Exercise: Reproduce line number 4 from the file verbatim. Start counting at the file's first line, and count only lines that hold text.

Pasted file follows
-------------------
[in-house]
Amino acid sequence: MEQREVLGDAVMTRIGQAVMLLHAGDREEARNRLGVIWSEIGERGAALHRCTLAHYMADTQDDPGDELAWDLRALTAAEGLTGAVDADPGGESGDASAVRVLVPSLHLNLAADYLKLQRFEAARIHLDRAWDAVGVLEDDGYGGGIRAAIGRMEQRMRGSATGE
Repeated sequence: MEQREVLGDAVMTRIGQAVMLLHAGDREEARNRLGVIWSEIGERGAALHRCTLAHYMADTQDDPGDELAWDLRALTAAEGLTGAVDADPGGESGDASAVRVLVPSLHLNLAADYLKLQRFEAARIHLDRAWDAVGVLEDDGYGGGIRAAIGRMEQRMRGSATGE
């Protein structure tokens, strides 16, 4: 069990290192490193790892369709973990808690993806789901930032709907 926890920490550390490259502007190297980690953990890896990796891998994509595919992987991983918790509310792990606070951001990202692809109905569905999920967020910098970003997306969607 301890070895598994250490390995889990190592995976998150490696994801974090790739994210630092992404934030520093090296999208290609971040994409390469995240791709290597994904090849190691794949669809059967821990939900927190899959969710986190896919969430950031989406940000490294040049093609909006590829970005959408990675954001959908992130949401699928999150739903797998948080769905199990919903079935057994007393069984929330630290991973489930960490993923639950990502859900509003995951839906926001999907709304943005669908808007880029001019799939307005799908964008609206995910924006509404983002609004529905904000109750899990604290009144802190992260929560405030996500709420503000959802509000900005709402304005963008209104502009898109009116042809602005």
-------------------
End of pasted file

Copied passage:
């Protein structure tokens, strides 16, 4: 069990290192490193790892369709973990808690993806789901930032709907 926890920490550390490259502007190297980690953990890896990796891998994509595919992987991983918790509310792990606070951001990202692809109905569905999920967020910098970003997306969607 301890070895598994250490390995889990190592995976998150490696994801974090790739994210630092992404934030520093090296999208290609971040994409390469995240791709290597994904090849190691794949669809059967821990939900927190899959969710986190896919969430950031989406940000490294040049093609909006590829970005959408990675954001959908992130949401699928999150739903797998948080769905199990919903079935057994007393069984929330630290991973489930960490993923639950990502859900509003995951839906926001999907709304943005669908808007880029001019799939307005799908964008609206995910924006509404983002609004529905904000109750899990604290009144802190992260929560405030996500709420503000959802509000900005709402304005963008209104502009898109009116042809602005």